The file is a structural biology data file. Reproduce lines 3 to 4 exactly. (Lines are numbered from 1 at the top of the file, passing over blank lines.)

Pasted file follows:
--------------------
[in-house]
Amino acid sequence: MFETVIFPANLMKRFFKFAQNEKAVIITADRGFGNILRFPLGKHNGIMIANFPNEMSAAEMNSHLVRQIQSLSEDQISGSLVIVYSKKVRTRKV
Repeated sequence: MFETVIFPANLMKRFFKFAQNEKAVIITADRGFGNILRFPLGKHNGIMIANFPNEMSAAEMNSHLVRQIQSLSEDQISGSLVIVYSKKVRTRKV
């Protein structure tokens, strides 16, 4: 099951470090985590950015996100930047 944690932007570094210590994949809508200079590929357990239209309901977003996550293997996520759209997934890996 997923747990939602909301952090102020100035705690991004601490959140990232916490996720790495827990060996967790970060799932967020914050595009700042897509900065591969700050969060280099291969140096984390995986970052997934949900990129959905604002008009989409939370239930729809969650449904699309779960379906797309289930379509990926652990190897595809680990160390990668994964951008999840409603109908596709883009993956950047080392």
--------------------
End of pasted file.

Repeated sequence: MFETVIFPANLMKRFFKFAQNEKAVIITADRGFGNILRFPLGKHNGIMIANFPNEMSAAEMNSHLVRQIQSLSEDQISGSLVIVYSKKVRTRKV
């Protein structure tokens, strides 16, 4: 099951470090985590950015996100930047 944690932007570094210590994949809508200079590929357990239209309901977003996550293997996520759209997934890996 997923747990939602909301952090102020100035705690991004601490959140990232916490996720790495827990060996967790970060799932967020914050595009700042897509900065591969700050969060280099291969140096984390995986970052997934949900990129959905604002008009989409939370239930729809969650449904699309779960379906797309289930379509990926652990190897595809680990160390990668994964951008999840409603109908596709883009993956950047080392």